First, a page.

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Batiraxcept will continue to be investigated in combination with cabozantinib, plus in combination with cabozantinib and nivolumab and as a single agent, in patients with advanced or metastatic clear cell renal cell carcinoma in a phase 2 study.
Batiraxcept (AVB-S6-500), a recombinant fusion protein dimer, will continue to be investigated in combination with cabozantinib (Cabometyx), plus in combination with cabozantinib and nivolumab (Opdivo) and as a single agent, in patients with advanced or metastatic clear cell renal cell carcinoma (ccRCC) in a phase 2 study (NCT04300140) after the phase 1b portion of the trial produced promising safety and efficacy results with batiraxcept/cabozantinib in pretreated patients.1
The trial overview, presented in a poster at the 2022 ASCO Annual Meeting, showed that in the phase 1b, dose-escalation portion of the study, no dose-limiting toxicities were observed with batiraxcept/cabozantinib. The study established the recommended phase 2 dose (RP2D) as 15 mg/kg of batiraxcept every 2 weeks with 60 mg of cabozantinib per day. Additionally, the maximum tolerated dose of batiraxcept was not reached, and the therapy was overall well tolerated with no severe adverse effects (AEs).
Data also showed the RP2D of batiaxcept/cabozantinib displayed clinical antitumor activity, with the majority of patients experiencing a tumor decrease relative to baseline.
“The rationale behind this combination would be that cabozantinib should be more effective within this combination, as [batiraxcept] will block the AXL pathway, followed by cabozantinib blocking the other resistance pathway,” Neil J. Shah, MBBS, a medical oncologist at Memorial Sloan Kettering Cancer Center, said in an interview with OncLive®. “That [is] the main reason why we combined these two drugs.”
Patients diagnosed with ccRCC often overexpress AXL, which is associated with resistance to VEGF and the suppression of an innate immune response. However, batiraxcept contains an extracellular region of AXL. When combined with immunoglobulin G1 heavy chain, the agent leads to inhibition of AXL in tumors.
Preclinical studies with 786-O, M62, and SN12L1 tumors demonstrated that single-agent batiraxcept achieved a significant reduction in tumor growth compared with control treatment.
“AXL is known to develop in patients with metastatic disease, and it is especially overexpressed in patients with malignancies in kidney cancer, where there has been von Hippel Lindau loss. This leads to overexpression of AXL,” Shah continued. “This pathway provides one of the resistance mechanisms, and by blocking this pathway, you will be able to control the tumor growth.”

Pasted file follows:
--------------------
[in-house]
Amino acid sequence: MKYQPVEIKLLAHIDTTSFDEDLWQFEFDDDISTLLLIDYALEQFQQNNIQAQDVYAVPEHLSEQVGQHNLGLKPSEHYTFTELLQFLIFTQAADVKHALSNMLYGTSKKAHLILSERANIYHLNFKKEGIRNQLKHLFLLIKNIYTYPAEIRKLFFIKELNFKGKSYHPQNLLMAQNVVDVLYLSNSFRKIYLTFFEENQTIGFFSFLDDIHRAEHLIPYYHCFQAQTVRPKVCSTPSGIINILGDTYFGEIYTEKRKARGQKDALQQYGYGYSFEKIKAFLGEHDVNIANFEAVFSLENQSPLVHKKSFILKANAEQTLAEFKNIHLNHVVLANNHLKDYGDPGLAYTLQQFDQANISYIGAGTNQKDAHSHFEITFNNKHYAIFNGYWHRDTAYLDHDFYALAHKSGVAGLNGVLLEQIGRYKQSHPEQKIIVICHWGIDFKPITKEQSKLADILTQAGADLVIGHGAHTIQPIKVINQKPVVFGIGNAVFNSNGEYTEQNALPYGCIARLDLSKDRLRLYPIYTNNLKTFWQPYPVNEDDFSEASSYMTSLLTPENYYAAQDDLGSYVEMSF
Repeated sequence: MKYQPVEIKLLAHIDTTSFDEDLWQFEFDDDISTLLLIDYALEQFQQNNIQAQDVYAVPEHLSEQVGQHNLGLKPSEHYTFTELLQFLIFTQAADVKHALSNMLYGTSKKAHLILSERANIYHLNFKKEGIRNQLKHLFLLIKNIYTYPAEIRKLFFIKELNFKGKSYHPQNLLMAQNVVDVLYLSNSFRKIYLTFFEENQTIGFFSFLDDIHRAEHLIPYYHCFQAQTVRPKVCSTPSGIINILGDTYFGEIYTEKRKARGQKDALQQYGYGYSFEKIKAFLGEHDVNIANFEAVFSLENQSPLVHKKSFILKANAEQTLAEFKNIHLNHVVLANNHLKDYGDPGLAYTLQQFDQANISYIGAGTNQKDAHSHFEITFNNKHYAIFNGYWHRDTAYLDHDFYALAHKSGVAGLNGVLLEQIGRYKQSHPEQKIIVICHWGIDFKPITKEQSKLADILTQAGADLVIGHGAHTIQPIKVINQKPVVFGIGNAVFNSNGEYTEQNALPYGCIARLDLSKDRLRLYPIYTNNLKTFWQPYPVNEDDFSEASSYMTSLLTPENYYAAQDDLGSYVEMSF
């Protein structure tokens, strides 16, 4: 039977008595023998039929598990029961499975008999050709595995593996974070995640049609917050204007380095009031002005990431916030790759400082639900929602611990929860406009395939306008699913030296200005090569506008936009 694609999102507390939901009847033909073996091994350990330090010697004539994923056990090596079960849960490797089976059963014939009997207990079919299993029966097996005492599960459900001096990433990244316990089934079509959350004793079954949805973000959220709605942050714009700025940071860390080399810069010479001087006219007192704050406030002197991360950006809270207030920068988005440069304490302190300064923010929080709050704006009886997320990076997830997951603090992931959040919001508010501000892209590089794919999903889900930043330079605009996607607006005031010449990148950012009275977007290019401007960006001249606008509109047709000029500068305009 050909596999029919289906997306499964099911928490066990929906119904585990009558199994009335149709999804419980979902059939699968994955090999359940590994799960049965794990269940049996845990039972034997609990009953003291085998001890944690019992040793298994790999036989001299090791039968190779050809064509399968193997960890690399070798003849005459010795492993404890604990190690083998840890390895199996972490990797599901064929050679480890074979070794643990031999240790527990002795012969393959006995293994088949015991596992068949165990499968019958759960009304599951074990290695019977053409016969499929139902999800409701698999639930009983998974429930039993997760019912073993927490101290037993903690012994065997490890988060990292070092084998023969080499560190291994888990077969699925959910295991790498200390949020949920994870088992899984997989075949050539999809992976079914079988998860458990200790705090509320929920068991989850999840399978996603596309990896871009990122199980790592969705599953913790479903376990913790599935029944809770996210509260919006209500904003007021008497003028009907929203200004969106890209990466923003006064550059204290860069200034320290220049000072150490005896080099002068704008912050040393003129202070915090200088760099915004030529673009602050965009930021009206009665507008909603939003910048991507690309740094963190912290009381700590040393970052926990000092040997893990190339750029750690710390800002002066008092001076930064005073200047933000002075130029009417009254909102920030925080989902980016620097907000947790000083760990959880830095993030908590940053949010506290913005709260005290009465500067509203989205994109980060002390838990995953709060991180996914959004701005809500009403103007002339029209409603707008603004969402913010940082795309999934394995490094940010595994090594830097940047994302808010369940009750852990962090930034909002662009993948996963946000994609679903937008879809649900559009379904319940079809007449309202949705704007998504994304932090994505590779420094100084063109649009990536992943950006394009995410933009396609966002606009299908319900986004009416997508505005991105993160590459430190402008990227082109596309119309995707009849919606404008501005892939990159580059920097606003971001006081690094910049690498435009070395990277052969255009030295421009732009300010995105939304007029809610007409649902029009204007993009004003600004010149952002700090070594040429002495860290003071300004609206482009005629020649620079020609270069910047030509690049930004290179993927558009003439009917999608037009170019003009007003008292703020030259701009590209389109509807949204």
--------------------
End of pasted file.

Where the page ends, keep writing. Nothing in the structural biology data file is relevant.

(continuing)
This rationale and preclinical data led to the inception of the phase 1b/2 study, examining batiraxcept in combination with cabozantinib.
The phase 2 portion of the trial will expand the cohort of patients receiving the RP2D of batiraxcept/cabozantinib (part A). Other cohorts of the trial will investigate batiraxcept with cabozantinib plus nivolumab (part B) and single-agent batiraxcept (part C).
For all parts of the phase 2 portion of the trial, eligible patients must be at least 18 years of age with histologically confirmed metastatic ccRCC. For part A and part B, patients with prior exposure to cabozantinib will be excluded.
In part A, patients must have progressed after at least 1 prior line of therapy. Moreover, Shah noted that patients will be included even if they had previously received immunotherapy, treatment with a TKI, or any combination of treatment on the trial. In part B, patients must have untreated metastatic ccRCC. Patients in part C are required to not be amenable to curative intent therapies.
In part A, 25 patients will receive the RP2D of batiraxcept plus cabozantinib. In part B, up to 20 patients receive 15 mg/kg of batiraxcept every 2 weeks, 40 mg of cabozantinib every day, and nivolumab at 240 mg biweekly or 480 mg every 4 weeks. If no new safety signals are observed in the first 6 patients enrolled, an additional 10 will be added. If at least 6 of 10 patients achieve a response, the cohort will be expanded to 20 patients.
Part C will include 10 patients who will receive 15 mg/kg of batiraxcept every 2 weeks. If at least 1 of 10 patients respond, single-agent batiraxcept could be explored further. Overall, a total of 41 patients, including 16 patients from phase 1b and 25 patients from phase 2, have been and will continue to be evaluated on the trial.
“In the phase 1 study, the initial plan was to do a combination with cabozantinib in the second-line setting. However, we observed early and good efficacy signals,” Shah noted. “About 80% to 88% of patients had some kind of tumor shrinkage, which is unheard of in previously treated patients. Based on that, the study was amended, and the phase 2 part now includes 2 more arms.”
The primary end point of the phase 2 trial will be objective response rate per RECIST v1.1 criteria. Secondary end points include safety, duration of response, clinical benefit rate, progression-free survival, and overall survival.
“We will learn more about [safety] in our phase 2 study when we are using this agent as a monotherapy. When [batiraxcept] is [used in] combination, it is unknown what [AEs] are from [which agent], especially if they are targeting the same axis,” Shah noted. “The efficacy signal should impress you. We started noticing early responses and that a majority of patients had some kind of [tumor] shrinkage. This has potential to be practice changing in the future, and that’s why phase 2 results [will] be very important.”
The phase 2 portion of this study is currently enrolling patients, and additional data will read out at a later date.